From my understand, and my research there is a healthy process for communities to start to develop. First, the leaders must consult the community members. This aspect is easy to overlook and underestimate. Some leaders think they have it all figured out, and perhaps they also think that progress has been slow. With their leadership they believe they can fix the problems, but this is dangerous. Why? Because the community needs to be ON BOARD. They need to be excited and eager to see the intended change. Consultation allows the leader to understand the problems in a deeper way, and for community members to understand what the proposed solutions might be.
For example, say the leader thinks it would be a great idea to have more forestry in the community. They want to see their community members cutting down trees, processing timber, and driving the trucks down the mountain and to distribution centres. Ain’t that swell? Well, if the leader doesn’t tell the community member about this, when all those jobs become available - the members may not have the skills, training, or work experience to fill those fantastic positions. Further, this results in external individuals filling the position and a lack of professional development for members.
The second step for leaders of a community is to develop a plan and share that with internal members of the community, and external stakeholders. I know vision statements, and mission statements mean very little to people when they’re on some businesses website - but they do actually matter. It can be incredibly motivating for members of a community to see the long term plan. Just like in a relationship, you want to know that you are going to make progress in a good direction. Communities will always have problems, the key piece is having an inspiring solution that people can get on board with.
In municipalities, we call these “Official Community Plans” (OCP’s). In First Nation communities these are called an “Comprehensive Community Plan”, or an “Economic Development Plan”. This is a document that community members can read to find out what the 5, 10 and 25 year goals are. For external stakeholders, they can find out where they might fit into the picture. For example, say the community is only interested in eco-tourism businesses. An oil company may read the plan, and realize that this community isn’t interested in what they have to offer, and be on their merry way.
Once these steps are taken, the real work begins, as the community has to begin to execute the plan. This is where legal tools can be useful. One that fascinates me is economic development corporations. Why? Because it protects the band members and leadership from legal liability, but it also separates business and politics. The leadership of the corporation usually consists of a Chief Executive Officer (CEO), staff and a board of directors. The board can be comprised of experts in law, business, and finance. Politics is huge in many Indigenous communities. Separating business from politics not only helps those within the corporation stay on task, but also increases confidence for external stakeholders and other businesses.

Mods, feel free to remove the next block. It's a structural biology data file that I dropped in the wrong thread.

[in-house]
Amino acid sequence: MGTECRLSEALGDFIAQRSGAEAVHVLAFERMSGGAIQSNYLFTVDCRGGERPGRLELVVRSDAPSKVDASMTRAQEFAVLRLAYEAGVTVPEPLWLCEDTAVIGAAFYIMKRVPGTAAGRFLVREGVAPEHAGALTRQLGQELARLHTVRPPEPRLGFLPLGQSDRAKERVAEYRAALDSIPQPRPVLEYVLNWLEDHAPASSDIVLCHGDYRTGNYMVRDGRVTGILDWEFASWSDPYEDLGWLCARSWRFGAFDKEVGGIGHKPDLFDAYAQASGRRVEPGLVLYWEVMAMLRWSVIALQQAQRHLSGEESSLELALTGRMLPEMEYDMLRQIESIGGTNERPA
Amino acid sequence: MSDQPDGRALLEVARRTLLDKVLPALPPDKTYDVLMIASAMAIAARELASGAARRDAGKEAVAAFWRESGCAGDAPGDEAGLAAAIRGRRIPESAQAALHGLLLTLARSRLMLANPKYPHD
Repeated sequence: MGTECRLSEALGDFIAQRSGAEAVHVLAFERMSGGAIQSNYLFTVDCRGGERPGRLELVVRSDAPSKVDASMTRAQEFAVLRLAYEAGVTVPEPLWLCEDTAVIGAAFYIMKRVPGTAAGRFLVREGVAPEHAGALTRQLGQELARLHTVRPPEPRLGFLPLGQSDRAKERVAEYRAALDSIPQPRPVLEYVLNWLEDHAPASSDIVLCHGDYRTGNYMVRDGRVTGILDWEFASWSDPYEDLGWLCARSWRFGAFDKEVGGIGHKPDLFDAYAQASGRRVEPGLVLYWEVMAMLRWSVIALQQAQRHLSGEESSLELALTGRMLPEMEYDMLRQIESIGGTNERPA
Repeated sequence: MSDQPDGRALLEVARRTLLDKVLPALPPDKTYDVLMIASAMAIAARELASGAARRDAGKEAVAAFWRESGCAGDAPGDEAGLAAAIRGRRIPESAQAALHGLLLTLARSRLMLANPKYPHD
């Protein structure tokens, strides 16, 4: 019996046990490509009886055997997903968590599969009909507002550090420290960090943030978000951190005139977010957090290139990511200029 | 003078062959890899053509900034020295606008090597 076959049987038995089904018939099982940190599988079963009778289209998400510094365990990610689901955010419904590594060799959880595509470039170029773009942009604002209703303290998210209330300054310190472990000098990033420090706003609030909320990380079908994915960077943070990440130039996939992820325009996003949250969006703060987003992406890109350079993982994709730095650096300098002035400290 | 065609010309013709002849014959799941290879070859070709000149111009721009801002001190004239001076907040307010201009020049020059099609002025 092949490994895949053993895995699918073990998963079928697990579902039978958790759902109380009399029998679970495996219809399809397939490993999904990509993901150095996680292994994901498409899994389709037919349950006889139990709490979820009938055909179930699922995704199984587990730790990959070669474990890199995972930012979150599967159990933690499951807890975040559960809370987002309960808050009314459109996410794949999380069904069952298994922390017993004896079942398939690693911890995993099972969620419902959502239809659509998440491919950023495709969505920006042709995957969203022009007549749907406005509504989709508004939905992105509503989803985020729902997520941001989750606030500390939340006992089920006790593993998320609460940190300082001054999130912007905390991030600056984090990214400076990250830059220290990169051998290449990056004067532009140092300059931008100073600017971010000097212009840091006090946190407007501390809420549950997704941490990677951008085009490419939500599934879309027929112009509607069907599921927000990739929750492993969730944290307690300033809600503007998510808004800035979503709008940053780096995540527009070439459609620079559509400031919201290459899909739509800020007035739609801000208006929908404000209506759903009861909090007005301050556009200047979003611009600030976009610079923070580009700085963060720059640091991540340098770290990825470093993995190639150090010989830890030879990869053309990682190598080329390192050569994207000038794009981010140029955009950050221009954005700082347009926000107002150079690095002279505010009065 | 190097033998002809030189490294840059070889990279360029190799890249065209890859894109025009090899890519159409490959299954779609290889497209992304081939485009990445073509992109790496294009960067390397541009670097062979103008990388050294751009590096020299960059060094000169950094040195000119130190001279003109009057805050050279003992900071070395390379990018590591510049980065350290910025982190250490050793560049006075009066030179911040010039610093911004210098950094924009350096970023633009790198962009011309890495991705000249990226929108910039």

Once developments begin to bear fruit, the proceeds or profits can be reinvested into the community. Ideally, this means more social programs, greater educational opportunities, protection of the environment, further community planning and more investment in professional development. This is where much of the work begins to pay off, and members can feel genuinely supported.
Recently, I became a council member for my community with the hopes I could make positive change. Many members may not know that this is the framework I bring, but I’m incredibly grateful for individuals like Darwin Hanna for sharing their knowledge and expertise. Knowledge is power, and he has given me the power to make a difference for the members of Chawathil First Nation. It is hard to quantify or truly understand the impact Darwin has on people, because he gives communities at a high-level the tools to thrive.
I deeply respect Mr. Hanna, and the work he does to share valuable legal insights and information. Through his teaching at Allard, to his book on development - he is enacting positive change. To listen to the full podcast with Darwin, visit the Bigger Than Me Podcast on Spotify, Apple Podcasts, Google Podcasts or YouTube. Don’t forget you can also support the podcast by forwarding an episode to a friend, rating the podcast on your podcast app or hitting the like button on YouTube.